Hillside job hopes go

Hillside Workshops. Photo by ODT.
Hillside Workshops. Photo by ODT.
Any hope of further jobs being saved at Hillside is gone, following KiwiRail's confirmation yesterday all but 25 staff have been made redundant.

Workers had harboured a remote hope the state-owned enterprise could retain one or two more jobs than the seven it proposed to keep for Hillside's heavy-lift capability.

In addition, Bradken planned to employ 18 Hillside workers in its acquisition of the foundry.

The 110-strong workforce gathered to hear KiwiRail mechanical engineering group general manager Clive Cooper-Smith confirm the company's redundancy proposal at a meeting on site yesterday morning.

KiwiRail has selected 20 staff to work through the transition phase of closing the rest of Hillside, which was expected to take a few months.

Of the remaining workers, 30 would finish on Friday and 35 on December 21.

They will be paid until the end of January, then receive redundancy packages.

KiwiRail will also consider voluntary redundancy from any employees within the company who have jobs consistent with those at Hillside, and will ring-fence any such vacancies for applications by Hillside staff.

Rail and Maritime Transport Union South Island organiser John Kerr said the union had fought hard for reasonable redundancy packages and alternative employment opportunities for Hillside workers.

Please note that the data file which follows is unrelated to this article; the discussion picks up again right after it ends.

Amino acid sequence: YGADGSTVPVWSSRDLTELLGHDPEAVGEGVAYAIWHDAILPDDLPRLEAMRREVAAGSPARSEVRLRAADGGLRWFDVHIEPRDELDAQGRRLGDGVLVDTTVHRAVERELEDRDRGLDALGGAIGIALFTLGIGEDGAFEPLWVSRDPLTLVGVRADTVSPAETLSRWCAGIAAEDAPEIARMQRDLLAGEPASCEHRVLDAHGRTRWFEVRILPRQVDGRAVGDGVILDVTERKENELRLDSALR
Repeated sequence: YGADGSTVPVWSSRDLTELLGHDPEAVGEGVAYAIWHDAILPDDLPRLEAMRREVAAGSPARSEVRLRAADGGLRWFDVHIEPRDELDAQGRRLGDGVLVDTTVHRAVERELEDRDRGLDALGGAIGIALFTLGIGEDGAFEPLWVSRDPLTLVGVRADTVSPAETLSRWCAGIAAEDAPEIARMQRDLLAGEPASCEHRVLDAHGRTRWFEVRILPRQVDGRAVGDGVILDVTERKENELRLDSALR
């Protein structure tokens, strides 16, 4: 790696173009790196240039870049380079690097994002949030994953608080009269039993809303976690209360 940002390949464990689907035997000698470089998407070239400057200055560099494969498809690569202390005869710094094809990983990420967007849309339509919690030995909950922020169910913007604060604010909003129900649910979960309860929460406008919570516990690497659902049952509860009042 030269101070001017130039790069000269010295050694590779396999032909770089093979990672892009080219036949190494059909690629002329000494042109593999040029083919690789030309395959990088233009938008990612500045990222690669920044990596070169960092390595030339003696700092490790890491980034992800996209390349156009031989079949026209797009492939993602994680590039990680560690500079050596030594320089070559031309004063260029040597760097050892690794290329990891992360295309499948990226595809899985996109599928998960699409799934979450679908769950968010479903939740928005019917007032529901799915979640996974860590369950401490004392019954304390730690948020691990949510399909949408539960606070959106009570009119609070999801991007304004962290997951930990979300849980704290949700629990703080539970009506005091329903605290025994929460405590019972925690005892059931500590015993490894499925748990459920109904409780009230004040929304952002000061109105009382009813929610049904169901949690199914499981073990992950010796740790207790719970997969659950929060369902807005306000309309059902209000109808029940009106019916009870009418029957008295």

About half-a-dozen KiwiRail employees from throughout New Zealand, who were close to retirement age, had expressed a desire to take redundancy in order for Hillside workers to have their jobs, he said.

The union and KiwiRail would look into whether the offers suited anyone at Hillside.

KiwiRail had provided good redundancy packages for all Hillside staff and the few who had been at the South Dunedin facility for three or four decades would receive about the equivalent of a year's wages, Mr Kerr said.

"That's at the top end of redundancy packages, but even those who have worked there about five years will be receiving a five-figure redundancy," he said.

Mr Kerr said new owner Bradken was expected to tell workers tomorrow who it planned to employ at the foundry.

Other redundant staff were considering a variety of options.

Labour's Dunedin South MP Clare Curran said yesterday's redundancy confirmation was not a surprise, but it was still "gutting".



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